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Fire Coopers, winner of the A Class competition in Teuge this weekend, had an 18.7 average in April in Bedford and finished in 1st place at the ESL Championship with a 13.6 average. That all happened after the Sun Path Products NSL News investigated the relationship between indoor and outdoor scoring level for Blue Skies Mag.
It happens to all teams that the performance in the flying chamber seems to be so much better than in freefall. Let's see why and how to deal with it.
I love that kind of drama, the athletic kind. Remember the unbelievable one-point battle between Arizona Airspeed and NMP-PCH Hayabusa at the end of Round 10 at the Mondial Dubai 2012? People were in tears, and the emotions were a very natural part of such a high-profile competition. I have no problem covering the story of winners and losers. Other than that, I don't like bad news, and I stay away from it.
I am also always on a mission to bring new people into the sport and keep the old ones around, as long as they can walk to the DZ or to the wind tunnel. You can imagine how exciting it was for me the other night to see a mix of young freeflyers and reigning POPS 4-way world champions train 4-way together at the FSL Tunnel Kicker at iFLY Orlando.
This also goes the other way around, unfortunately, as we all know. It is no fun and not encouraging to see frustrated skydivers in a bad mood. There is nothing unusual in being sad or upset after a bad training jump or a competition round; that's human and normal, as long as you turn it around quickly before it affects others. It is no good if you get so frustrated and discouraged with the results that you question your participation at all. But I can tell you, it happens; people talk of quitting when it gets really bad.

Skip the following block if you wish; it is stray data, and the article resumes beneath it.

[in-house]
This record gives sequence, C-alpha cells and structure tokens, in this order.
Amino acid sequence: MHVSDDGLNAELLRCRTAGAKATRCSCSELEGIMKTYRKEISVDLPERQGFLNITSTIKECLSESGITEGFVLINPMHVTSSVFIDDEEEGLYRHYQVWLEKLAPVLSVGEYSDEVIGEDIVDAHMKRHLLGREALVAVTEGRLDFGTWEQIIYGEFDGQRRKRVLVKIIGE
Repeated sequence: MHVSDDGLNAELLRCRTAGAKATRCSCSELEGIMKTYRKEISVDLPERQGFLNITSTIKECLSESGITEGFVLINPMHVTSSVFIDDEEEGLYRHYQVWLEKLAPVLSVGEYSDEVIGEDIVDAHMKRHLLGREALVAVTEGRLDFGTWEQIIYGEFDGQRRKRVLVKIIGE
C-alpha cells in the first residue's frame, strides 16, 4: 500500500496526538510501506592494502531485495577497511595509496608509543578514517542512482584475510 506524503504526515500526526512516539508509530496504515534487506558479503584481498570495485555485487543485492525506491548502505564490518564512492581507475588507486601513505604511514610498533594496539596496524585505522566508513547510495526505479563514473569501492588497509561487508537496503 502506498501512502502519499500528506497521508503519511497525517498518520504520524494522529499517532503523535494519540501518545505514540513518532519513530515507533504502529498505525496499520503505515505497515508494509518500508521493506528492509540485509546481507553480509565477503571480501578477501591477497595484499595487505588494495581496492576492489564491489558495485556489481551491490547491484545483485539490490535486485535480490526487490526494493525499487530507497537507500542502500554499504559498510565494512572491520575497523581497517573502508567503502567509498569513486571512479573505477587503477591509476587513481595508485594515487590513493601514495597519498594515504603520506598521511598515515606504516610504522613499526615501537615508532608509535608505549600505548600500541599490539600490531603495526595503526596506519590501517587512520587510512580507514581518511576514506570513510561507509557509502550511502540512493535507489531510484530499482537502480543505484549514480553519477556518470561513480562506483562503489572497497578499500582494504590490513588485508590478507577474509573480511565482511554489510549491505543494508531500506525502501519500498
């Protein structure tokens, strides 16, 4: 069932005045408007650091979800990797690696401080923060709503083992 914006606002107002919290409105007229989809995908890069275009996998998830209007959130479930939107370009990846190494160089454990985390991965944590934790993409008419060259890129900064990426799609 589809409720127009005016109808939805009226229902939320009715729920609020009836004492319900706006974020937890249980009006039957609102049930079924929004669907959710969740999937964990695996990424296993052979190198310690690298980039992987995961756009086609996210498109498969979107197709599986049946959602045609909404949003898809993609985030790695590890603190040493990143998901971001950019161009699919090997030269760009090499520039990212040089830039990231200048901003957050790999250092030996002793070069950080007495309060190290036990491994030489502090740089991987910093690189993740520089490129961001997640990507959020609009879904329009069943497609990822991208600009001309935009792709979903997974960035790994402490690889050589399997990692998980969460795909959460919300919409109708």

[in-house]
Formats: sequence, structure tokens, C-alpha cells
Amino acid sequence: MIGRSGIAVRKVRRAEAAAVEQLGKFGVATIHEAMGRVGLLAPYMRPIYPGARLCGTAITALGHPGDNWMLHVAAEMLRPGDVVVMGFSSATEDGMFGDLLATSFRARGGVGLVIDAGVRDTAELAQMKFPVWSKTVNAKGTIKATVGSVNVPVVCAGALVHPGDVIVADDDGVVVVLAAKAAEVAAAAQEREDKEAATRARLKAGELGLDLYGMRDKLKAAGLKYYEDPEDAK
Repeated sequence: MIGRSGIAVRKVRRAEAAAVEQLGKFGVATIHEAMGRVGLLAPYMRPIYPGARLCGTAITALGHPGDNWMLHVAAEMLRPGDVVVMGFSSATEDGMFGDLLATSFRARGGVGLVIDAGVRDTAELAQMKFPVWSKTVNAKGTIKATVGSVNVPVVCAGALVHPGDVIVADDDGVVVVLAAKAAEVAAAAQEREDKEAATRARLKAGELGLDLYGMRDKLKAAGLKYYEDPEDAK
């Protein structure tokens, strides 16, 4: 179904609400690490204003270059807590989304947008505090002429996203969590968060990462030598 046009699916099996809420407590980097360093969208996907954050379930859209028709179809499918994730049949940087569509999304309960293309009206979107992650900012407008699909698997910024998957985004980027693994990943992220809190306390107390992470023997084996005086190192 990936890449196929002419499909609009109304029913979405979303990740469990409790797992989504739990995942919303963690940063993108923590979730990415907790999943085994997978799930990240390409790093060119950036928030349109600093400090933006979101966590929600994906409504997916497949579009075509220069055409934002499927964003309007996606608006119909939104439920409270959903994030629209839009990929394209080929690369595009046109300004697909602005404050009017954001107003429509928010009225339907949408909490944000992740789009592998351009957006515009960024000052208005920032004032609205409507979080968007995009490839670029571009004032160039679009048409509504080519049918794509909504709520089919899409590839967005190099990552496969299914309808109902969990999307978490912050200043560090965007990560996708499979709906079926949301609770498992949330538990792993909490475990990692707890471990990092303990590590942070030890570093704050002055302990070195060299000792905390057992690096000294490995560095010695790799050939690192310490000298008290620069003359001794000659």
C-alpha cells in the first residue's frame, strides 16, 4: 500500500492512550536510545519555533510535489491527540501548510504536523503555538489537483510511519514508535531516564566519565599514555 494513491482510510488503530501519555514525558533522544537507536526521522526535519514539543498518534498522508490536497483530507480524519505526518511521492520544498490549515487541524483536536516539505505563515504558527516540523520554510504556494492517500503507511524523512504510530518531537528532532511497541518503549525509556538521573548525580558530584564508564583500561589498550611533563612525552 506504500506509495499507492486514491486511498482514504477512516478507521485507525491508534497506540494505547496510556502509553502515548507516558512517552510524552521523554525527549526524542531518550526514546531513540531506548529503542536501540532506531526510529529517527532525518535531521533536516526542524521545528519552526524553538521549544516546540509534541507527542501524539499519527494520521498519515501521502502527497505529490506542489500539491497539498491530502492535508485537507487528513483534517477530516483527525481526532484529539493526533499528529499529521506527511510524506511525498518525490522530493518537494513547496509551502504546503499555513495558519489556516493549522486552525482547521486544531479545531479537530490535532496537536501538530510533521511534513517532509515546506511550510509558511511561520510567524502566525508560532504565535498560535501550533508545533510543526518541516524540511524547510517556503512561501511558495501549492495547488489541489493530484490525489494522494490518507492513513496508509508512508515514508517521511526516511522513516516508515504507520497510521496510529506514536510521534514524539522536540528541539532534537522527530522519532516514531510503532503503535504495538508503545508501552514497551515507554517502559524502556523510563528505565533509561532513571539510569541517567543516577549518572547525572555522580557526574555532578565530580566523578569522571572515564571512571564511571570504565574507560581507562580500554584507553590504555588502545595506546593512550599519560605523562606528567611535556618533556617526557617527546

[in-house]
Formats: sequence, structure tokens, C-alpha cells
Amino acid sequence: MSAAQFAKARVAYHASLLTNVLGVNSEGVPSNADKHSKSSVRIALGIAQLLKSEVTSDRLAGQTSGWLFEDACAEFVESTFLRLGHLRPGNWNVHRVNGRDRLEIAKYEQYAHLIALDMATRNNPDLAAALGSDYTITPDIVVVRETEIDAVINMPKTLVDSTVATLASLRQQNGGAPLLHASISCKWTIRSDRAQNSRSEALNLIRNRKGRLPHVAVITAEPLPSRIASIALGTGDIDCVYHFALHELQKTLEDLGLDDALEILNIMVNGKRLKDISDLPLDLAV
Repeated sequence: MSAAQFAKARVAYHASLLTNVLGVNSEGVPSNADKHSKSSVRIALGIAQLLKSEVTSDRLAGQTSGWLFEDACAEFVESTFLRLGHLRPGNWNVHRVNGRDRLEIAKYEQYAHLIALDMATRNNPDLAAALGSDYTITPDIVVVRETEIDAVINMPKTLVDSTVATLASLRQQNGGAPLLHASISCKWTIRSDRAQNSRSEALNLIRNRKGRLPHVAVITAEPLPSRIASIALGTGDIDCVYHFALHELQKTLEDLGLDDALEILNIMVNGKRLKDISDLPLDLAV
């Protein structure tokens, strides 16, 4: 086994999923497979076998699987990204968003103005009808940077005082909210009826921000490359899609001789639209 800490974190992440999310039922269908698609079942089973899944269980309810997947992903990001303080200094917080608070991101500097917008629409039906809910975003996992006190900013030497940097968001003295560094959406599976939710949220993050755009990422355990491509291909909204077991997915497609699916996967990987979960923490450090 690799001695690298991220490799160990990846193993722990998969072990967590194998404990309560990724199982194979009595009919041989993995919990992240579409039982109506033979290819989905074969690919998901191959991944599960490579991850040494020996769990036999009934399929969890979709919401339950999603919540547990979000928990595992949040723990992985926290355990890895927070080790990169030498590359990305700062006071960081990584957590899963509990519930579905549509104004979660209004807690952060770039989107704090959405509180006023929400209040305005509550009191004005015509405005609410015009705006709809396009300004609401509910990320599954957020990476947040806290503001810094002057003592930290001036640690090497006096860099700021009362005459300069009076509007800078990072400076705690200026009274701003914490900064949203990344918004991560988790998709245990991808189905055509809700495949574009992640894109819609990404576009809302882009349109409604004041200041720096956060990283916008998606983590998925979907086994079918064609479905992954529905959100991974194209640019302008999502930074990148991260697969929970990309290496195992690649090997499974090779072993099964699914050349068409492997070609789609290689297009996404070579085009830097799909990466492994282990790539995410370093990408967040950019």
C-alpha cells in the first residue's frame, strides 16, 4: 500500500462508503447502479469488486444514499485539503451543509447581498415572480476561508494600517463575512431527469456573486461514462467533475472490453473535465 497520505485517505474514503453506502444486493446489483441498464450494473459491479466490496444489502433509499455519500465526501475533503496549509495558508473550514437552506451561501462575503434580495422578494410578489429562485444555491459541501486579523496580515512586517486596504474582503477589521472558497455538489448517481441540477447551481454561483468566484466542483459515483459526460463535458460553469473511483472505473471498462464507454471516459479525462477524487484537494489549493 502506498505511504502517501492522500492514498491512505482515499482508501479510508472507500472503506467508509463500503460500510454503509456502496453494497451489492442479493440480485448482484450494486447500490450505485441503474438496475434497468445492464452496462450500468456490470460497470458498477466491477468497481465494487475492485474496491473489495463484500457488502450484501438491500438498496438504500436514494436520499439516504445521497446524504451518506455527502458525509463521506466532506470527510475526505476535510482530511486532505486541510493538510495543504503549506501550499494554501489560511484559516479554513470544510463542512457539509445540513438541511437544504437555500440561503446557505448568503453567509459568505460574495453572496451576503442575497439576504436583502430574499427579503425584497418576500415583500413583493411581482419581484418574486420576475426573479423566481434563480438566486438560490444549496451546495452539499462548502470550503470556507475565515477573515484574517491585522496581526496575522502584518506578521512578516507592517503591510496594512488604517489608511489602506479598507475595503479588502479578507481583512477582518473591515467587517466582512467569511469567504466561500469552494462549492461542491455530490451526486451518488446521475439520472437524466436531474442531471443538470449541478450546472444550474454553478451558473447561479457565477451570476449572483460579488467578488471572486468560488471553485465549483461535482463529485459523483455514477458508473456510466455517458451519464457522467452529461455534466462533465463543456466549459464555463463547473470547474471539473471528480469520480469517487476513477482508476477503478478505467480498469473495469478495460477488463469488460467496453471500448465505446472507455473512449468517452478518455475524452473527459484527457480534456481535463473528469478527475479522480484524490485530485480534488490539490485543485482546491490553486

How does it get so bad? Now here comes the real point: It happens often when the expectations are very different from the results. And that happens quite often when competitors have trained and competed in the wind tunnel and then attend outdoor meets, where the average turns out to be way below the indoor results.
I asked the NSL dude to investigate the pure numbers, as they never lie.
Numbers don't know emotions and only accept interpretation — sometimes they don't even need that.
Here is one of those cases: The applied scoring numbers of 2012 and 2013, with data from all performance levels and most regions of the world, give the AAA Class indoor team a 23.7 average.
The same teams combine for a 19.9 average when they jump from planes. (NMP-PCH Hayabusa, as one prominent example, dropped from a 31.4 average in the tunnel to 27.1 outside).
You shouldn't be, since it only makes sense. Team training and competition in the wind tunnel is completely different from freefall. Body position and balance are different without the gear, jumpsuit and booties work differently, and the references change. It is a different world in the flying chamber.
We think that we can get to the indoor scoring level pretty quickly and soon. But we cannot; it takes time and jumps.
All right, here is the troubleshooting tool box. First thing: Change your expectations and get real. The numbers are facts; they tell you what you can expect. Second: Use the incredible training tool wisely that Bill Kitchen invented for us in 1998. Wind tunnels are an incredible training tool and sooooo much fun to use. They can be very efficient and can boost your performance level. But you have to know what is helping you and your team, and what might even be counterproductive.
In other words: Have one plan for your indoor training, and another one for the outdoor training — and then get the results of those combined efforts.
Always keep in mind: You will still be four to five points below your indoor average when you jump from the plane. Maybe only three if you train wisely. But most importantly: You will never get frustrated.